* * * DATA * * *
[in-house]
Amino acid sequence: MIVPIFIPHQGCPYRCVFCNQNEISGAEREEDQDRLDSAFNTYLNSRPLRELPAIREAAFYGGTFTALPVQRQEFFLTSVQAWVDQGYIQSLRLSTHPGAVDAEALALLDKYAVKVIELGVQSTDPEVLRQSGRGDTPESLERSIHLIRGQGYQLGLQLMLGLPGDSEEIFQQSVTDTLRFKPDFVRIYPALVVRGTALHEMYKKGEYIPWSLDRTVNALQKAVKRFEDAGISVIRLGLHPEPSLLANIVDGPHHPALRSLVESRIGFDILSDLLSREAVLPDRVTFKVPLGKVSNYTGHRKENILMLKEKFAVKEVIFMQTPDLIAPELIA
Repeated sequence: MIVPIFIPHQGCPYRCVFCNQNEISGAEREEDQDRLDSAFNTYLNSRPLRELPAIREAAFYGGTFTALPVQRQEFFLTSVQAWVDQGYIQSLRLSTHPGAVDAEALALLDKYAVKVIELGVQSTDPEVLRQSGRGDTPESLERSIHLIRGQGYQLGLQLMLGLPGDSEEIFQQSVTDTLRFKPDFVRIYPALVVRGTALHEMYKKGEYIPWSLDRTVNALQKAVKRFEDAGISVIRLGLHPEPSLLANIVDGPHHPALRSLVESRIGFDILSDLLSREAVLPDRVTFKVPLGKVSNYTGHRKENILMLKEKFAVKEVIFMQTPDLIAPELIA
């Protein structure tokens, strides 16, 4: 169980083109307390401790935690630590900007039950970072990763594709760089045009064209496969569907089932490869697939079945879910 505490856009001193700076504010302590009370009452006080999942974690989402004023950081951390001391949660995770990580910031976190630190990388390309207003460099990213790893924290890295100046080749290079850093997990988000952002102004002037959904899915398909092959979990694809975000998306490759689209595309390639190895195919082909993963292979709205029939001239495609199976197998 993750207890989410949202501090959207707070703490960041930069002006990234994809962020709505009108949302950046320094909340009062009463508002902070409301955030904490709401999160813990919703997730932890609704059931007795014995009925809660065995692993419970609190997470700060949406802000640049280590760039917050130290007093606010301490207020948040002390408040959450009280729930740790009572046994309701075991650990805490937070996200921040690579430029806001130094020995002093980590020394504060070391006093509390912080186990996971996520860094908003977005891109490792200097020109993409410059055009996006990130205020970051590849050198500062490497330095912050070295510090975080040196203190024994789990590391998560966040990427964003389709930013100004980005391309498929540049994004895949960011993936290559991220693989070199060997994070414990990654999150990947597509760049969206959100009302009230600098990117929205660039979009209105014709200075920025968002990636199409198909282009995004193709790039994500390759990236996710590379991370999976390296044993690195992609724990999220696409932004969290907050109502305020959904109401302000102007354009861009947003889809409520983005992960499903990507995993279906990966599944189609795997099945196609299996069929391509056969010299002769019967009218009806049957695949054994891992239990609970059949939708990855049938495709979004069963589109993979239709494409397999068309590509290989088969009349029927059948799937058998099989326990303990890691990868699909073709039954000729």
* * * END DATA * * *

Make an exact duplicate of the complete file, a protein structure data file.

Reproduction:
[in-house]
Amino acid sequence: MIVPIFIPHQGCPYRCVFCNQNEISGAEREEDQDRLDSAFNTYLNSRPLRELPAIREAAFYGGTFTALPVQRQEFFLTSVQAWVDQGYIQSLRLSTHPGAVDAEALALLDKYAVKVIELGVQSTDPEVLRQSGRGDTPESLERSIHLIRGQGYQLGLQLMLGLPGDSEEIFQQSVTDTLRFKPDFVRIYPALVVRGTALHEMYKKGEYIPWSLDRTVNALQKAVKRFEDAGISVIRLGLHPEPSLLANIVDGPHHPALRSLVESRIGFDILSDLLSREAVLPDRVTFKVPLGKVSNYTGHRKENILMLKEKFAVKEVIFMQTPDLIAPELIA
Repeated sequence: MIVPIFIPHQGCPYRCVFCNQNEISGAEREEDQDRLDSAFNTYLNSRPLRELPAIREAAFYGGTFTALPVQRQEFFLTSVQAWVDQGYIQSLRLSTHPGAVDAEALALLDKYAVKVIELGVQSTDPEVLRQSGRGDTPESLERSIHLIRGQGYQLGLQLMLGLPGDSEEIFQQSVTDTLRFKPDFVRIYPALVVRGTALHEMYKKGEYIPWSLDRTVNALQKAVKRFEDAGISVIRLGLHPEPSLLANIVDGPHHPALRSLVESRIGFDILSDLLSREAVLPDRVTFKVPLGKVSNYTGHRKENILMLKEKFAVKEVIFMQTPDLIAPELIA
């Protein structure tokens, strides 16, 4: 169980083109307390401790935690630590900007039950970072990763594709760089045009064209496969569907089932490869697939079945879910 505490856009001193700076504010302590009370009452006080999942974690989402004023950081951390001391949660995770990580910031976190630190990388390309207003460099990213790893924290890295100046080749290079850093997990988000952002102004002037959904899915398909092959979990694809975000998306490759689209595309390639190895195919082909993963292979709205029939001239495609199976197998 993750207890989410949202501090959207707070703490960041930069002006990234994809962020709505009108949302950046320094909340009062009463508002902070409301955030904490709401999160813990919703997730932890609704059931007795014995009925809660065995692993419970609190997470700060949406802000640049280590760039917050130290007093606010301490207020948040002390408040959450009280729930740790009572046994309701075991650990805490937070996200921040690579430029806001130094020995002093980590020394504060070391006093509390912080186990996971996520860094908003977005891109490792200097020109993409410059055009996006990130205020970051590849050198500062490497330095912050070295510090975080040196203190024994789990590391998560966040990427964003389709930013100004980005391309498929540049994004895949960011993936290559991220693989070199060997994070414990990654999150990947597509760049969206959100009302009230600098990117929205660039979009209105014709200075920025968002990636199409198909282009995004193709790039994500390759990236996710590379991370999976390296044993690195992609724990999220696409932004969290907050109502305020959904109401302000102007354009861009947003889809409520983005992960499903990507995993279906990966599944189609795997099945196609299996069929391509056969010299002769019967009218009806049957695949054994891992239990609970059949939708990855049938495709979004069963589109993979239709494409397999068309590509290989088969009349029927059948799937058998099989326990303990890691990868699909073709039954000729």